In 2010, Hedger worked as a veteran printing pressman at Fort Dearborn Company, a large commercial printer in the Chicago suburbs. He also served his local union as shop steward and a member of the bargaining committee. When the union members voted down a contract that the company had tried to push through quickly, a Fort Dearborn vice-president said he was “sick of this union circus” and threatened to fire Hedger.
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The port of Savannah, Georgia generates some $14.9 billion in income each year. The goods that flow through it are distributed throughout the South—including to a massive Wal-Mart distribution center in the nearby city of Statesboro. Savannah is now the country's fourth largest container port, and the fastest growing. Traffic at the port went up 11 percent between 2008 and 2012 even as the rest of the country suffered through recession.
The wealth generated at the port, though, hasn't trickled down. While Wal-Mart and other retailers are doing just fine, the products they sell are transported by port truck drivers who still make low wages—a nationwide average of about $12 an hour. Since the industry was deregulated in the late 1970s, port truck drivers have been classified by their employers as “independent contractors,” meaning that they're paid by the load, not by the hour, and the bosses don't shell out for taxes or benefits.
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As workplace safety and health advocates figure out how to fix workplace safety regulations in the wake of the West, Texas explosion, they agree that one focus should be speeding the passage of new rules. Though the notoriously slow rulemaking process wasn’t a factor in the West, Texas explosion, it has been the cause of numerous other workplace fatalities, and could delay efforts to prevent another tragedy like West.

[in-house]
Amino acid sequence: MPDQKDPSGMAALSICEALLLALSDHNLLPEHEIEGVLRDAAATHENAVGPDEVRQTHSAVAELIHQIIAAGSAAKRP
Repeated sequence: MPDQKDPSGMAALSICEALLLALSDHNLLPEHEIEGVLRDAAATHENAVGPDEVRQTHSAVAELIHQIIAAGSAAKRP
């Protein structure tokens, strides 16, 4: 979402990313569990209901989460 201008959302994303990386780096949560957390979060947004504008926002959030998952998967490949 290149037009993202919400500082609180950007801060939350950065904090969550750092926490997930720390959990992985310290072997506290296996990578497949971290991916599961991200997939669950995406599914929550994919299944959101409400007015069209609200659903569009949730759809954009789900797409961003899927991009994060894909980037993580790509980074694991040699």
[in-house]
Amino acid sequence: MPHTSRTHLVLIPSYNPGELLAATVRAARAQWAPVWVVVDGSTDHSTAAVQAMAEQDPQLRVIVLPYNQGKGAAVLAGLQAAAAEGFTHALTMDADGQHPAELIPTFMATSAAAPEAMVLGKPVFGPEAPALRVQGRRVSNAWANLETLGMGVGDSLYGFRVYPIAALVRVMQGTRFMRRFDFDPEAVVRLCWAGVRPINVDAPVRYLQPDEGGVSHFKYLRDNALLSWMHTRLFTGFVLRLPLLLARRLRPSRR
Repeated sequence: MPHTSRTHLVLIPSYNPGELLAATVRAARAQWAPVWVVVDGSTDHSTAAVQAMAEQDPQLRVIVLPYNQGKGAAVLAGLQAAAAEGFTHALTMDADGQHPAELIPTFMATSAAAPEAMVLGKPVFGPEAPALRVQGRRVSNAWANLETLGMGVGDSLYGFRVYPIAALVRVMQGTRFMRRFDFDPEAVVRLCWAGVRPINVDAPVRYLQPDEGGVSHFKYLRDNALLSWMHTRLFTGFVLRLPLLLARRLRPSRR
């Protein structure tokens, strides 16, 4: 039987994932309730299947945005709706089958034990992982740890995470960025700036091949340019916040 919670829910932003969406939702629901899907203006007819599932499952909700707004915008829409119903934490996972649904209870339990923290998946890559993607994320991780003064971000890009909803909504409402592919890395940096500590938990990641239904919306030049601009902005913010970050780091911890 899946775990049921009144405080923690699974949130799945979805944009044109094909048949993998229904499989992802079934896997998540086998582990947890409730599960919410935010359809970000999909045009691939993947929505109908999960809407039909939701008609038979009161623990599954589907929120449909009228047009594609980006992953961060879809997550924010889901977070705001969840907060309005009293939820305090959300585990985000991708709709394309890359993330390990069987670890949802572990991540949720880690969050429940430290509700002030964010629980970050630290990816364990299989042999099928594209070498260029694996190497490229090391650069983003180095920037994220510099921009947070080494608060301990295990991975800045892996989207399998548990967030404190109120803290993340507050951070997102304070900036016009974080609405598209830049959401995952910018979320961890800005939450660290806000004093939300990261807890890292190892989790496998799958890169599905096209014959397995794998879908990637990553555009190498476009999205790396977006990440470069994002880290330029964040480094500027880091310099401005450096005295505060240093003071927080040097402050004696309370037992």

For instance, four years before a tragic explosion in West Virginia’s Upper Big Branch mine as a result of coal dust build-up, the U.S. Chemical Safety Board issued a report recommending that the Occupational Safety and Health Administration (OSHA) write a rule to prevent the accumulation of combustible dust. But it was not until 2009 that OSHA began the process of gathering information to write a rule. Then in 2010, OSHA downgraded the rule to a “long term action,” delaying the draft rule's required approval by a Small Business Advocacy Review Panel (SBARP). On April 5, 2010, the coal dust at Upper Big Branch sparked, and the resulting explosion killed 29 miners.
Yet the combustible-dust rule is still awaiting SBARP pre-approval.
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With a death toll of 1,127, the April 24 collapse of the Rana Plaza factory building in Bangladesh has earned the shameful distinction of being the sixth-worst worst industrial disaster in history.
There’s plenty of shame to go around—and not just for the building owner and factory operators who ignored clear warnings of danger. High on the dishonor roll are the multinational apparel companies who subcontract work to thousands of local Bangladeshi factories crammed into similar deathtraps. The government of Bangladesh, dominated by representatives of the nation’s largest industry, textiles, shares blame for its fecklessness and corruption.
U.S. government officials and members of Congress are also at fault. They have failed to insist on safe standards for production of goods in Bangladesh (four-fifths of whose garment output goes to the U.S. and the European Union) and continued to grant it trade preferences.
But in a glimmer of hope, the outcry over the scale of the carnage in Rana Plaza has begun to spur some long-overdue reforms.
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It appears that the government will be picking up the tab for the damage done by the West Texas Chemical and Fertilizer fire, since Texas does not require insurance for plants of that size. From the Dallas Morning News:
But despite the lack of any legal requirement, experts say, most businesses carry liability coverage because a partner or industry practice calls for it. West Fertilizer, for instance, had a policy. But it was worth only $1 million, an attorney for its insurance company told The News last week. If the plant were found negligent, its policy would pay only a fraction of the $100 million in property losses estimated by the Insurance Council of Texas, an industry association. West Fertilizer and its insurer, United States Fire Insurance Co., could not yet discuss how the plant came to carry only $1 million in liability insurance, their spokesman said.
Meanwhile, a newly released video from the Chemical Safety Board shows the severity of the damage caused by the West Texas Chemical and Fertilizer explosion.